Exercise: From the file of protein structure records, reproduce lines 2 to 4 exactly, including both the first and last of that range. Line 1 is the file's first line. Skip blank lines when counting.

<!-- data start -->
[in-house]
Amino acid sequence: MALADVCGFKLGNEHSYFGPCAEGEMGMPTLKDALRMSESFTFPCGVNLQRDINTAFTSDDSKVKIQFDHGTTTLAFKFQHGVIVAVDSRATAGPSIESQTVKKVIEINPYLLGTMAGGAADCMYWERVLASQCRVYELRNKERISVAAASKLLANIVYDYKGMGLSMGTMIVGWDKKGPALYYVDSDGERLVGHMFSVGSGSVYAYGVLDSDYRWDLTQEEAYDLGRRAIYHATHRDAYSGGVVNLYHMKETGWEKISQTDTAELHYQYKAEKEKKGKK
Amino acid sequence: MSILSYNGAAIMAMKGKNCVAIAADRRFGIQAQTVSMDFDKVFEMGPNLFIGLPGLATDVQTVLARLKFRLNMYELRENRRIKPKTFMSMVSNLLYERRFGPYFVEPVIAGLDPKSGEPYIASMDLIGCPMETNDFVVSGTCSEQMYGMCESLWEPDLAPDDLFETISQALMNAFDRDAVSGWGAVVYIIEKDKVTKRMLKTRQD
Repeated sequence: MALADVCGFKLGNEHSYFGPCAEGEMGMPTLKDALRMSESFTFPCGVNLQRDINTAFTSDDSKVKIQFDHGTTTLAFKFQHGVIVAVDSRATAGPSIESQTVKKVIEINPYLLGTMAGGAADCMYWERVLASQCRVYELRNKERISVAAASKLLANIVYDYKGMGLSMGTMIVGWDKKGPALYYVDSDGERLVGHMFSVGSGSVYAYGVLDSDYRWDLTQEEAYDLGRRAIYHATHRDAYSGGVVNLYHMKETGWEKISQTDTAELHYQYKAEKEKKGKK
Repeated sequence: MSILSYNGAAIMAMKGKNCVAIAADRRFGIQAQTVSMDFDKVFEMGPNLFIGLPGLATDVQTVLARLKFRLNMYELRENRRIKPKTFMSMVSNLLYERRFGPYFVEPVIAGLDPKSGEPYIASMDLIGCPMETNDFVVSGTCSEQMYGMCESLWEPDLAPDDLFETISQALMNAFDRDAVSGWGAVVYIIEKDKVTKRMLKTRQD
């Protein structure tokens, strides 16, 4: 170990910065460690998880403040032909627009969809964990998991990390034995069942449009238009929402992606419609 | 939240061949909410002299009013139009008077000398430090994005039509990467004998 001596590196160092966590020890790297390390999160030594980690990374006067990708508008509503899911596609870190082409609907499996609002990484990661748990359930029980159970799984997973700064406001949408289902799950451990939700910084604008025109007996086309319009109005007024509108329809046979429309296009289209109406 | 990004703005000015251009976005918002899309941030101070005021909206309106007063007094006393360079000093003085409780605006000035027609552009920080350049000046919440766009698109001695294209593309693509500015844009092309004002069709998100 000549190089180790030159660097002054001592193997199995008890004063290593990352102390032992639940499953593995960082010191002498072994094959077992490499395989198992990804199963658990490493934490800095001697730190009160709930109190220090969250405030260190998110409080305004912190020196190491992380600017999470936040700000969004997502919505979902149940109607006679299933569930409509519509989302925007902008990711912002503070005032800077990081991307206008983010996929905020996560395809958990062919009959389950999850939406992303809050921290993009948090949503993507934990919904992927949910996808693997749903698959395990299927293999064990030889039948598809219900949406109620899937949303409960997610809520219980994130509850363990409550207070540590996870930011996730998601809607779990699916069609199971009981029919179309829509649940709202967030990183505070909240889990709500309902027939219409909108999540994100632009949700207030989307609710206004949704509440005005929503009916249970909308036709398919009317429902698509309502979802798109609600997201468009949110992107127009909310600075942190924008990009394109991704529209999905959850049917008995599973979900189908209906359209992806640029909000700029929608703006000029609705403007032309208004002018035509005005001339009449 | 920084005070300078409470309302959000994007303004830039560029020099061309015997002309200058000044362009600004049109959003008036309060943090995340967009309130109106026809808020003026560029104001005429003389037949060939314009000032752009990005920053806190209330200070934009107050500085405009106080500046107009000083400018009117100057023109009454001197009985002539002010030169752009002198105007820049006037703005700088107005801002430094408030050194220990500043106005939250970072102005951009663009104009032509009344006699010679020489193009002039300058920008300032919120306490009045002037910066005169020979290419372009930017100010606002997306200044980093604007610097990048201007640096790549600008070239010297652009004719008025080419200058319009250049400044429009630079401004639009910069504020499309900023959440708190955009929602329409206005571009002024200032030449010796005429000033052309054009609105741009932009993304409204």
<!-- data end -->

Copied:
Amino acid sequence: MALADVCGFKLGNEHSYFGPCAEGEMGMPTLKDALRMSESFTFPCGVNLQRDINTAFTSDDSKVKIQFDHGTTTLAFKFQHGVIVAVDSRATAGPSIESQTVKKVIEINPYLLGTMAGGAADCMYWERVLASQCRVYELRNKERISVAAASKLLANIVYDYKGMGLSMGTMIVGWDKKGPALYYVDSDGERLVGHMFSVGSGSVYAYGVLDSDYRWDLTQEEAYDLGRRAIYHATHRDAYSGGVVNLYHMKETGWEKISQTDTAELHYQYKAEKEKKGKK
Amino acid sequence: MSILSYNGAAIMAMKGKNCVAIAADRRFGIQAQTVSMDFDKVFEMGPNLFIGLPGLATDVQTVLARLKFRLNMYELRENRRIKPKTFMSMVSNLLYERRFGPYFVEPVIAGLDPKSGEPYIASMDLIGCPMETNDFVVSGTCSEQMYGMCESLWEPDLAPDDLFETISQALMNAFDRDAVSGWGAVVYIIEKDKVTKRMLKTRQD
Repeated sequence: MALADVCGFKLGNEHSYFGPCAEGEMGMPTLKDALRMSESFTFPCGVNLQRDINTAFTSDDSKVKIQFDHGTTTLAFKFQHGVIVAVDSRATAGPSIESQTVKKVIEINPYLLGTMAGGAADCMYWERVLASQCRVYELRNKERISVAAASKLLANIVYDYKGMGLSMGTMIVGWDKKGPALYYVDSDGERLVGHMFSVGSGSVYAYGVLDSDYRWDLTQEEAYDLGRRAIYHATHRDAYSGGVVNLYHMKETGWEKISQTDTAELHYQYKAEKEKKGKK